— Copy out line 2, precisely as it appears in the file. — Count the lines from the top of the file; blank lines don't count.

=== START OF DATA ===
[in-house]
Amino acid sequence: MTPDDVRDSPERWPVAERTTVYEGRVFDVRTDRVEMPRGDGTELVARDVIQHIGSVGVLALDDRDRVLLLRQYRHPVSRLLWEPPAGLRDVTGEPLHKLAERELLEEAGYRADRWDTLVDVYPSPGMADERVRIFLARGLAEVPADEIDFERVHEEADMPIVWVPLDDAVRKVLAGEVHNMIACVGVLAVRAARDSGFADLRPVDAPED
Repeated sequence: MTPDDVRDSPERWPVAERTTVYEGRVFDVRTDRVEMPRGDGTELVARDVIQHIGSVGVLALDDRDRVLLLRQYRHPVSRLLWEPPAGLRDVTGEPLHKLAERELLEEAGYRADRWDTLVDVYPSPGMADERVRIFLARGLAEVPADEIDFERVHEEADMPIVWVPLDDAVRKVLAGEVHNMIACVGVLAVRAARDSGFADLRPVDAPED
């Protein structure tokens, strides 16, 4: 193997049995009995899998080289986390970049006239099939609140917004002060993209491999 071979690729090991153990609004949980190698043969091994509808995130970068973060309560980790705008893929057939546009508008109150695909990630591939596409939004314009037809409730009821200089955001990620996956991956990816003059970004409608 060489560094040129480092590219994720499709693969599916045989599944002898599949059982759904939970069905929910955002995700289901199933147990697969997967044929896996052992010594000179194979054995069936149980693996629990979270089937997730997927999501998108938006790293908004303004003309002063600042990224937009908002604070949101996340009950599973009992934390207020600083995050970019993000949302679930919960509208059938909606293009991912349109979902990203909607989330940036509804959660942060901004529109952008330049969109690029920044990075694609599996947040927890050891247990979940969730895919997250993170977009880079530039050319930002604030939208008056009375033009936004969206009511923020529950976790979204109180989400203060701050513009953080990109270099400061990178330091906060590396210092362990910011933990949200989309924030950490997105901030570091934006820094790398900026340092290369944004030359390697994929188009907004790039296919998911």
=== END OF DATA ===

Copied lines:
Amino acid sequence: MTPDDVRDSPERWPVAERTTVYEGRVFDVRTDRVEMPRGDGTELVARDVIQHIGSVGVLALDDRDRVLLLRQYRHPVSRLLWEPPAGLRDVTGEPLHKLAERELLEEAGYRADRWDTLVDVYPSPGMADERVRIFLARGLAEVPADEIDFERVHEEADMPIVWVPLDDAVRKVLAGEVHNMIACVGVLAVRAARDSGFADLRPVDAPED